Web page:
Try as we might, there are some things even the most self-sufficient homesteader can’t do. One of those is produce raw sugar (at least the kind we’re used to buying for baking and adding to drinks). Cane sugar requires relatively strict growing conditions that only those in the southernmost hemisphere can enjoy. Unless you live in the Caribbean, Hawaii, or other tropical locations, you are either going to have to buy sugar, not use any sugar, or find a reasonable substitute you can produce on your own.
The good news is that there is such a product that you can create on your property with very little space and time—honey. Not only is honey a great sugar substitute; it is far better for you. Now of course, you’re going to need a few employees to make honey, and these are the kind of employees you can’t find in the classifieds or on Craigslist. You will need bees. Despite their bad rap, bees are normally easy to deal with if you know how, and they’re very eager and hard workers.
Easy Beekeeping for Beginners
With a few exceptions, almost anyone can raise bees and enjoy the product they create. If, however you are allergic to bee stings, this may not be an option for you unless you have others in the household that can do the routine chores of hive maintenance and harvesting. Even those who do not suffer from allergies to bee stings should wear protective clothing when dealing with bees.
Contrary to what some who fear them believe, the average bee is not aggressive in a neutral setting. However, around their hive they can be aggressive when not handled properly, and even in the best of circumstances, they could sting occasionally. The gear you wear will protect you from the chance encounter with the wrong end of a bee.
All you really need for protection is a good, heavy, long-sleeved shirt; a flannel shirt will do in most cases. You will also need long pants (jeans or similar types are best), boots that cover the ankles and that you can tuck the bottom of your pants legs into, gloves, and the traditional beekeepers hat. Of all the items, the hat is the only thing most people buy instead of make. It is a hood that has mesh covering the face and long sides that tuck inside a shirt or jacket.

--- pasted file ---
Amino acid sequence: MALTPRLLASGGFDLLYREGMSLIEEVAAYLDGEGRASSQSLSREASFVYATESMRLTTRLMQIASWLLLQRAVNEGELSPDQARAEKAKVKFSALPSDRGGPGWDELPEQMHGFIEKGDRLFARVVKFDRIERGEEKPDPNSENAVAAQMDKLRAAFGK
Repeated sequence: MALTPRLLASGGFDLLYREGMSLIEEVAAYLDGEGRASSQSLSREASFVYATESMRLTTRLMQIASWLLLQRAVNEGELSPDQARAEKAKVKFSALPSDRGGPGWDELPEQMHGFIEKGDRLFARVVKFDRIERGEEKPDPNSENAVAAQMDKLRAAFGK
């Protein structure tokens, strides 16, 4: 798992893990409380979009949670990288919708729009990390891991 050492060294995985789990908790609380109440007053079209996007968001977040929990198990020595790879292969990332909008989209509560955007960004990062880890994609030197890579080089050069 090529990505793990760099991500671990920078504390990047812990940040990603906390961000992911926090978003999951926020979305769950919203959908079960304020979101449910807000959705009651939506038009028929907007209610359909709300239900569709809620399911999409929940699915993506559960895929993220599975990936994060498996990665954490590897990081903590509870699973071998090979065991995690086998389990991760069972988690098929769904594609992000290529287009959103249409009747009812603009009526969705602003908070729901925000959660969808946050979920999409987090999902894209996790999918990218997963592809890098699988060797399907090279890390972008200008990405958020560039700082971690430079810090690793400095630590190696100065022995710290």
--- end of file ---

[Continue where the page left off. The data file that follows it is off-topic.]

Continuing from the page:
You’ll need to buy a few items that are reusable and generally last a long time such as smokers; the other things are commonly found around the home like crowbars, scrappers, and jars. You can buy or make your hives. There are several good diagrams online that give you instructions for creating the hive and the frames that go inside where the bees build the honeycomb and make honey. These frames are held in a box called “supers.” Supers stack on top of each other, and you add them as the summer goes on, giving your bees more room to make honey.
Bees are also available online and can be shipped to you. When you get your bees and place them in the hive, be prepared to feed them. Give them a sugar/water mixture so they have the energy to build and go out and seek the nectar that they can use to create the honey.
You can create your own sugar mixture with equal parts granulated sugar and water. To start off, you will have to feed your colony about ten cups of sugar mixed with ten cups of water per week. After about three weeks they should be producing enough of their own honey, and you will find your sugar water mostly untouched.